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American Journalism Review
Virtual News Reports  | American Journalism Review
 AJR  Columns :    BROADCAST VIEWS    
From AJR,   June/July 2004

Virtual News Reports   

CNN and local TV stations were guilty accomplices in allowing a government-produced VNR on the air.

By Deborah Potter
Deborah Potter ( is executive director of NewsLab, a broadcast training and research center, and a former network correspondent.     

Poor Karen Ryan. She was only doing her job. Poor CNN. It was just an innocent distributor. Poor local TV stations. They were deceived by everyone involved. And needless to say, none of them was to blame.

The truth is, there's plenty of blame to go around in the aftermath of the Medicare video news release (VNR) flap. Journalism groups slammed the Bush administration for "deceptive practices" after the disclosure in March that the Department of Health and Human Services had released a taxpayer-funded VNR--made to resemble a news report--touting its new Medicare plan. "Outside the bounds of ethical behavior," huffed the American Society of Newspaper Editors.

But using VNRs to push products and policies has been common practice for two decades or more. Thousands of these videos are produced every year. Groups from county governments to multinational corporations rely on VNRs to get their message out. It's often cheaper than buying advertising and more credible to the audience.

The Medicare "story" also sounded like news. Narrated by a former journalist who now has her own public relations firm, the video ended with a standard news sign-off: "In Washington, I'm Karen Ryan reporting." But she wasn't reporting. She was reading a script prepared by the government, a one-sided account that never would have made the grade in Journalism 101. Ryan has used that same language dozens of times in corporate VNRs, "reporting" on products like FluMist and credit cards. She may see nothing wrong with that, but it's a tactic obviously designed to mislead.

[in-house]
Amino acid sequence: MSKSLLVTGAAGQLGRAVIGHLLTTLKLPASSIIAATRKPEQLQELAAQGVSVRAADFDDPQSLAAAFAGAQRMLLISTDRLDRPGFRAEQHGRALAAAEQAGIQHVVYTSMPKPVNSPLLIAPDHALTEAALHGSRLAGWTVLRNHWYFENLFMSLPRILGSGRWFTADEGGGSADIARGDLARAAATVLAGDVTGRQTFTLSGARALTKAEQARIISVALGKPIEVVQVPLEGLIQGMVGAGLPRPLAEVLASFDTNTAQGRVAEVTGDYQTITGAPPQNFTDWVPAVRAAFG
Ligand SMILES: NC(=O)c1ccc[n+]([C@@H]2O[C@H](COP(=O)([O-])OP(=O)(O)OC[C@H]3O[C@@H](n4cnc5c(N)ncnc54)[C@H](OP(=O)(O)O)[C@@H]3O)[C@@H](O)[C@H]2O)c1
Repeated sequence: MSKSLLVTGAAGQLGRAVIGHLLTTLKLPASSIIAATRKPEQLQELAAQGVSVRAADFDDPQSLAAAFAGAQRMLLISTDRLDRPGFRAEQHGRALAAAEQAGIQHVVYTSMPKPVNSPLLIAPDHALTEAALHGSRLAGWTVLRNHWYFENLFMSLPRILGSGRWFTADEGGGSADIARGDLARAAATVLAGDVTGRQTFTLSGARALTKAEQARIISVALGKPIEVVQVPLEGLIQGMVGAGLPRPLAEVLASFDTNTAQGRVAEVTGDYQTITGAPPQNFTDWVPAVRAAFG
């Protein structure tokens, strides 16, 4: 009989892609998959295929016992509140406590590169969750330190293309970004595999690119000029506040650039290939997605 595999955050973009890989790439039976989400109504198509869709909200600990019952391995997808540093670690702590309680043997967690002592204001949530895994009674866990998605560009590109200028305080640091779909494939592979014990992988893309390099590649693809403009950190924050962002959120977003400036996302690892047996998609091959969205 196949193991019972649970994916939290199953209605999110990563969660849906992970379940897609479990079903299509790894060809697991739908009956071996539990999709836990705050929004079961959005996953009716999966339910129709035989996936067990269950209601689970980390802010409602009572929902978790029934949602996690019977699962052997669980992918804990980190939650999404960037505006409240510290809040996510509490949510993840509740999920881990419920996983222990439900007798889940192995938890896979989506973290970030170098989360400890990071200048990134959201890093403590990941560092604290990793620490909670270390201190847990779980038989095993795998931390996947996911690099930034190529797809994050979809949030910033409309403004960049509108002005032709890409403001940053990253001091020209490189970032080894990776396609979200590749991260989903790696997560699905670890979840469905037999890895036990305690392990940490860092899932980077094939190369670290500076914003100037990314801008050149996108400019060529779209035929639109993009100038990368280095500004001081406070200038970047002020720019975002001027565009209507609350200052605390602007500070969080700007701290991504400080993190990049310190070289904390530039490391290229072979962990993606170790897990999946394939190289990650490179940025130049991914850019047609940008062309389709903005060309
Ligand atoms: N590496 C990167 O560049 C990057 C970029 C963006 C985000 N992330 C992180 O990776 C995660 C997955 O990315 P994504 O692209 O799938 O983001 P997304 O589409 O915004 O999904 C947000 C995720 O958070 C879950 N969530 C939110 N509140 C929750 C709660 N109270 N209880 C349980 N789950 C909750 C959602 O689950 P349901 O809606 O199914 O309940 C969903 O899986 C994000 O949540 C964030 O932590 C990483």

The deception couldn't succeed, however, without an accomplice or two. That's where CNN and the local stations come in. Back when VNRs arrived in newsrooms by mail, it was difficult to confuse them with legitimate news. These days, video news releases are fed to stations by distribution services like CNN Newsource, which charge VNR producers a fee for the privilege.

Some news directors say that mixing genuine news footage with PR pieces on the same feed is a recipe for trouble. Bob Longo, news director at Pittsburgh's WTAE, which aired the Medicare video twice, went even further. "It is troubling, deceptive and disturbing," he told the Pittsburgh Tribune-Review. "The piece was camouflaged deceptively as a CNN piece."

CNN insists the Medicare segment was clearly identified on the feed as a news release. But the network has since agreed to change the way it handles VNRs, by separating them from news stories on the feed, and letting stations opt out from receiving VNRs. But that doesn't solve the real problem.

The reason more than 40 stations aired the government's Medicare video is that many television newsrooms are so thinly staffed they can't possibly produce enough news stories of their own to fill all the hours of programming on their schedules. No one should be surprised to learn that VNRs can and do get on the air as "news helper." Mike Cutler, news director at WTVF in Nashville, admitted as much to the Tennessean newspaper. The station aired the Medicare video once during its three-hour morning program. Cutler said: "I suspect that the producer of the 7 a.m. hour probably said, 'Well let me see if there's something fresh on the feeds that we haven't already run in the last two hours' and, in searching, said, 'Well, here's a Medicare story. Let me plug that in,' and didn't look at the header that probably said VNR."

The Society of Professional Journalists accused stations that aired the video of "professional laziness." But what's at play here isn't laziness but frenzy, as producers scramble to fill the newshole with just about anything.

Some news managers see a silver lining in the VNR flap. "When these things happen you have to use the opportunity to educate the staff," says Karla Stanley, news director at WTVQ in Lexington, Kentucky, whose station used the Medicare piece but now, as a policy, won't even take VNRs from the satellite feeds. "We had serious conversations in our news meetings about what VNRs are and discussed it with every producer." Good idea. Newsrooms clearly need to train their staffs to be just as skeptical of what's on the feed as they would be of any other self-serving PR ploy.

That's not to say that all VNRs are worthless. Some provide stations with newsworthy video they couldn't get any other way--like crash tests from the Insurance Institute for Highway Safety, or b-roll of a new medical procedure. But viewers deserve to know if what they're seeing is a handout from a commercial or government source. If a station is going to use any part of a VNR, even just the video, it needs to disclose where the material came from, either in the script or in a graphic.

Adopting that policy would have spared some newsrooms a lot of embarrassment. Imagine, if you will, your local TV anchor introducing the Karen Ryan Medicare video as "a production of the Department of Health and Human Services." Can't imagine that? Didn't think so.

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